The Ambassador – by Morris West, 1965

Mass-market paperback cover

Like The Ugly American, The Ambassador begins with a prefatory note: “This is a work of fiction, built by the time-honored literary method of peopling an historic situation with characters construed out of the imagination of the author.”

In the novel, an embattled Prime Minister of South Vietnam, under intense political pressure from the United States to resign, grants an interview to a visiting Australian novelist. In real life, Morris West was Australia’s best-selling novelist (The Devil’s Advocate, The Shoes of the Fisherman) when he interviewed South Vietnam’s Ngo Dinh Diem in October 1963. West felt compelled to report Diem’s views to Australia’s ambassador and notes of the interview were passed along to the American ambassador. A month later, on November 2, 1963, Diem was ousted by his Army generals and assassinated after attending morning Mass. A fellow Catholic like Diem and West, President John F. Kennedy approved the CIA’s decision to support the generals over Diem.

In the year following the assassination, West plumbed his imagination to create American characters and portray inside-the-Embassy conversations and gut-wrenching rationalizations. The characters peel away layers of religious, spiritual, pragmatic and patriotic reasoning as they explore the morality, practicality and military options of dealing with a despotic but democratically elected South Vietnamese leader.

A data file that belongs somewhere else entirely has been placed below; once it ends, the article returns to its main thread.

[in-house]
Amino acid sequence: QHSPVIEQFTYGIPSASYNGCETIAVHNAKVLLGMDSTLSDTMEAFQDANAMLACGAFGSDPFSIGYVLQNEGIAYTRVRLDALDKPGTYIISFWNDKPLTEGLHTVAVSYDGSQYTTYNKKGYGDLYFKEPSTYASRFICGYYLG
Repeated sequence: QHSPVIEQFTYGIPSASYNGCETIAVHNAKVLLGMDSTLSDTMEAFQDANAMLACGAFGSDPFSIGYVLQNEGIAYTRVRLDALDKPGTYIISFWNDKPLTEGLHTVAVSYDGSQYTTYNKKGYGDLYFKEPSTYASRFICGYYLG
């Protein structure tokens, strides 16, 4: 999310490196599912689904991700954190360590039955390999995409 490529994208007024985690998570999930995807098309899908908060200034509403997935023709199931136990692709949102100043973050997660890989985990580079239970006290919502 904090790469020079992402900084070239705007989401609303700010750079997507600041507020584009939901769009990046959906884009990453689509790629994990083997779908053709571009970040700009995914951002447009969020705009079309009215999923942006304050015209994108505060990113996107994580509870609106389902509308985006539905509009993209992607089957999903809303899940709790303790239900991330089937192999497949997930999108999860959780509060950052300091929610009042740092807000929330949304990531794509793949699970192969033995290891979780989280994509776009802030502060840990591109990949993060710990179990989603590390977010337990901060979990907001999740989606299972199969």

A guilt-ridden West delves into what right America and its anti-Communist allies, including Australia, had to interfere in the politics of Vietnam, Laos and Cambodia. What right did Westerners have to choose sides, employing massive economic and military might – and ultimately resorting to war – to stand in the way of self-determination in Southeast Asia?

Though the author has construed a dozen American characters in the Saigon embassy and the halls of power in Washington, three well-drawn, highly complex characters stand in the crux of the morality play.

The ambassador of the title, Maxwell Gordon Amberley, is the newly arrived U.S. envoy in Saigon. Modest, mature, elegantly mannered, and measured in his approach to his awesome responsibility, the erudite Amberley appears to be the embodiment of what a U.S. ambassador should be.

Like Amberley, the dapper CIA Director Harry Yaffa is a true professional. But as the top CIA agent for Vietnam, Laos and Cambodia, Yaffa is amoral. Without moral scruples, he takes on the Agency’s most sordid chores with efficiency and a near-sexual excitement. On Amberley’s first day on the job, Yaffa hands him an automatic pistol and warns, “This is an assassin’s town.”

The embassy’s First Secretary, Melville Adams, is intended as a study in contrast, reserving to himself the right to question and even refuse his Government’s bidding when it runs counter to his own beliefs. Like Amberley, Mel Adams must make difficult decisions in a morass of multicultural and morally ambivalent situations.

Reflecting West’s fervid Catholicism and intellectual interest in Buddhist philosophy, Amberley veers between the yin and yang of Yaffa and Adams. He cannot function in Saigon without Yaffa. He cannot live in a diplomatic bubble without Adams, the cloying conscience of well-meaning Americans.

In the end, Amberley acts as he must, as the instrument of United States policy.. “…(W)hat else was left to me?” the ambassador asks himself. “My small inheritance of good manners, polite custom and traditional morality had been laid waste by the processional march of history. My action, any action, was a futile gesture against the trampling might of elephants.”